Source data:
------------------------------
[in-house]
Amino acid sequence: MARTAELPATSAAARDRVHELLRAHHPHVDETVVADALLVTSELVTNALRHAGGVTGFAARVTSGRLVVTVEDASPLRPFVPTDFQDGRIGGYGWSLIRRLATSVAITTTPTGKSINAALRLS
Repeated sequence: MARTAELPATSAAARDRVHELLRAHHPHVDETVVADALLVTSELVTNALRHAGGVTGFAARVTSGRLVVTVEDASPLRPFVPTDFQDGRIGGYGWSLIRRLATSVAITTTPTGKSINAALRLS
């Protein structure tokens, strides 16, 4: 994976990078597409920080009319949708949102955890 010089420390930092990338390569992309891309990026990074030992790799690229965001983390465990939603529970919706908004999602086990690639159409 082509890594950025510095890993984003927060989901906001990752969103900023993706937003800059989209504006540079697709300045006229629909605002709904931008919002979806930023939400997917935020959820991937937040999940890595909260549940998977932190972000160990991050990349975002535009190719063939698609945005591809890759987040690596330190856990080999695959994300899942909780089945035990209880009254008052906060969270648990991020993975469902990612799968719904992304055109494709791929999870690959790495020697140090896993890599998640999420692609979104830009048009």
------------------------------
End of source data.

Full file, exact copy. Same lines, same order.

[in-house]
Amino acid sequence: MARTAELPATSAAARDRVHELLRAHHPHVDETVVADALLVTSELVTNALRHAGGVTGFAARVTSGRLVVTVEDASPLRPFVPTDFQDGRIGGYGWSLIRRLATSVAITTTPTGKSINAALRLS
Repeated sequence: MARTAELPATSAAARDRVHELLRAHHPHVDETVVADALLVTSELVTNALRHAGGVTGFAARVTSGRLVVTVEDASPLRPFVPTDFQDGRIGGYGWSLIRRLATSVAITTTPTGKSINAALRLS
């Protein structure tokens, strides 16, 4: 994976990078597409920080009319949708949102955890 010089420390930092990338390569992309891309990026990074030992790799690229965001983390465990939603529970919706908004999602086990690639159409 082509890594950025510095890993984003927060989901906001990752969103900023993706937003800059989209504006540079697709300045006229629909605002709904931008919002979806930023939400997917935020959820991937937040999940890595909260549940998977932190972000160990991050990349975002535009190719063939698609945005591809890759987040690596330190856990080999695959994300899942909780089945035990209880009254008052906060969270648990991020993975469902990612799968719904992304055109494709791929999870690959790495020697140090896993890599998640999420692609979104830009048009």